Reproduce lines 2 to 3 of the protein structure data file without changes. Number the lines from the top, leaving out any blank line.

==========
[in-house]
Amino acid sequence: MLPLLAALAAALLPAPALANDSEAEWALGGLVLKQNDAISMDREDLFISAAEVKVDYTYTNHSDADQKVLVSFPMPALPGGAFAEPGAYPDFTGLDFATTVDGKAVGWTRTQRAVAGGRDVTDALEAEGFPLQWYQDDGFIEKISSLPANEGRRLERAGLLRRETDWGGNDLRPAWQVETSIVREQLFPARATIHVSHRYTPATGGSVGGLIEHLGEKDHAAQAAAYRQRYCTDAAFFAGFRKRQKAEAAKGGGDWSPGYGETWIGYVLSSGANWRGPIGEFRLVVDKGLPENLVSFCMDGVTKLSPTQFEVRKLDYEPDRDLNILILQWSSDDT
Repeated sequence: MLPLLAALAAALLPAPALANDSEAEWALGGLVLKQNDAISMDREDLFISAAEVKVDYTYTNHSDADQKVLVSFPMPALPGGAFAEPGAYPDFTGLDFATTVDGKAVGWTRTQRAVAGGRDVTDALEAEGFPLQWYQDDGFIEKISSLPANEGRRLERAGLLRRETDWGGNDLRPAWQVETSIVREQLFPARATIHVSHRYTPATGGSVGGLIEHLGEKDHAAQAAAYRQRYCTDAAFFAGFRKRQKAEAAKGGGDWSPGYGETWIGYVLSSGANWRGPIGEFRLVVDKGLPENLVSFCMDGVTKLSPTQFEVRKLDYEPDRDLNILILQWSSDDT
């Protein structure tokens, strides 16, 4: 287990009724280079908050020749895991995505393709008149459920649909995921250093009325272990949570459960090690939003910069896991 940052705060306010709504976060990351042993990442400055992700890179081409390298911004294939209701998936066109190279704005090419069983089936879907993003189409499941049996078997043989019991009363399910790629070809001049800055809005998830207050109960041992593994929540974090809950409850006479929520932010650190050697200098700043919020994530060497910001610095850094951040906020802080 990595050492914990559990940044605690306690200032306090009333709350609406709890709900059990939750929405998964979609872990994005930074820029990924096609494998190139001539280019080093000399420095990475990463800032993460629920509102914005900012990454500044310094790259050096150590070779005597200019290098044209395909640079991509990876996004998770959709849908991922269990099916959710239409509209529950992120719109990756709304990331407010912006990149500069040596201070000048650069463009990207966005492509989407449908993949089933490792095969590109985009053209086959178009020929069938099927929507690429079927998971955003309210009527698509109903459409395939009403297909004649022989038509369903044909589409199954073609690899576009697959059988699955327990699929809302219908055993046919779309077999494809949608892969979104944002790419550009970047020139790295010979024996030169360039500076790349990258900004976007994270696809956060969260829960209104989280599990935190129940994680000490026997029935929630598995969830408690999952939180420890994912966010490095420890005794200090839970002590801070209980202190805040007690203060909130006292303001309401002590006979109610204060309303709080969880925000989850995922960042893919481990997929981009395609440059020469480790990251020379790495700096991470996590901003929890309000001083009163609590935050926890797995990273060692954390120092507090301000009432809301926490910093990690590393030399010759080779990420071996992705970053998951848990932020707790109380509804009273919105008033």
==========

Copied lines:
Amino acid sequence: MLPLLAALAAALLPAPALANDSEAEWALGGLVLKQNDAISMDREDLFISAAEVKVDYTYTNHSDADQKVLVSFPMPALPGGAFAEPGAYPDFTGLDFATTVDGKAVGWTRTQRAVAGGRDVTDALEAEGFPLQWYQDDGFIEKISSLPANEGRRLERAGLLRRETDWGGNDLRPAWQVETSIVREQLFPARATIHVSHRYTPATGGSVGGLIEHLGEKDHAAQAAAYRQRYCTDAAFFAGFRKRQKAEAAKGGGDWSPGYGETWIGYVLSSGANWRGPIGEFRLVVDKGLPENLVSFCMDGVTKLSPTQFEVRKLDYEPDRDLNILILQWSSDDT
Repeated sequence: MLPLLAALAAALLPAPALANDSEAEWALGGLVLKQNDAISMDREDLFISAAEVKVDYTYTNHSDADQKVLVSFPMPALPGGAFAEPGAYPDFTGLDFATTVDGKAVGWTRTQRAVAGGRDVTDALEAEGFPLQWYQDDGFIEKISSLPANEGRRLERAGLLRRETDWGGNDLRPAWQVETSIVREQLFPARATIHVSHRYTPATGGSVGGLIEHLGEKDHAAQAAAYRQRYCTDAAFFAGFRKRQKAEAAKGGGDWSPGYGETWIGYVLSSGANWRGPIGEFRLVVDKGLPENLVSFCMDGVTKLSPTQFEVRKLDYEPDRDLNILILQWSSDDT